5 Pitchers Who Get Squeezed

When a blazing fastball pierces the corner of the zone and the umpire stays quiet: these are the pitchers whose zones got squeezed in 2019.

In almost every at-bat, there is a call at which fans, the batter, or the pitcher might bristle. Complaining about balls and strikes is an inescapable part of the viewing experience.

But let’s be clear: calling balls and strikes is an incredibly difficult task. It’s also up there on the list of tasks that people love to backseat drive. Credit the blue-blooded umpires who do their best game-in and game-out, but frankly—it’s an absurd task.

Umpires are supposed to accurately frame a tiny white baseball flying in their direction at 100 mph in a 3D zone from the perspective of behind a catcher while wearing a mask. Meanwhile, we scoff at the injustice of every missed call.

That said, they do miss a few. Using Statcast data, we can look at those accuracy metrics and find players who benefited from or were hurt by umpire error. Doing so becomes just another way to sift through the noise in the neverending quest to find the line where random chance ends and true talent begins. In looking at where umpires erred in 2019, we can find pitchers whose true talent might have been obscured.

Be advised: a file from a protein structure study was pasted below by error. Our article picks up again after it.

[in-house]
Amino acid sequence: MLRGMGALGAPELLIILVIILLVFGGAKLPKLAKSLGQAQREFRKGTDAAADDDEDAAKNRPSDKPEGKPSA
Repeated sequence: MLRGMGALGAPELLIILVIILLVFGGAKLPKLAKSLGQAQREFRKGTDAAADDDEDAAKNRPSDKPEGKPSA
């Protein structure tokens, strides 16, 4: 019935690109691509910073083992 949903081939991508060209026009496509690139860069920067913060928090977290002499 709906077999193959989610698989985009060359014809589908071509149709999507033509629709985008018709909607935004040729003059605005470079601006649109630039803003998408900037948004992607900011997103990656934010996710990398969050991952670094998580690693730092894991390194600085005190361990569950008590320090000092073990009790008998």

Umpires made an average of 14 incorrect calls per game in 2019, which I don’t mention to point out the failings of our human adjudicators, but simply to highlight the amount of change that will come to the game with electronic strike zones.

But in 2019, pitchers were at the mercy of human judgment. Here are 5 pitchers who might welcome the advent of our robot overlords.


Aroldis Chapman


When Jose Altuve launched a home run off of Aroldis Chapman to end the ALCS, the moment had all the trimmings of classic baseball heroism.

Altuve was one of baseball’s infallible heroes: the rare player whose talent did more than bring good to the game, he was good for the game. At a mere 5’6″ and charming as hell, Altuve opened the eyes of people in and outside of baseball about what was possible for a guy of his stature. He was a role model and the type of star that’s hard to dislike.

By contrast, Chapman is a lean and muscular 6’4″ with a slingshot motion and 100+ mph, mustard-covered heaters. He brought an intimidation factor to the hill unmatched going back to Randy Johnson. But where The Big Unit snarled ugly, rocked a mullet, committed bird-murder, and still found a way to ingratiate himself to fans, Chapman rubs people the wrong way.

Chapman’s complicated relationship with fans starts and ends with his 30-day domestic violence suspension from 2016. Not helping matters, he’s soft-spoken, and as a closer, he traffics in the art of crushing the hopes and dreams of anyone outside of New York. Baseball doesn’t have a lot of villains, but Chapman is one of them.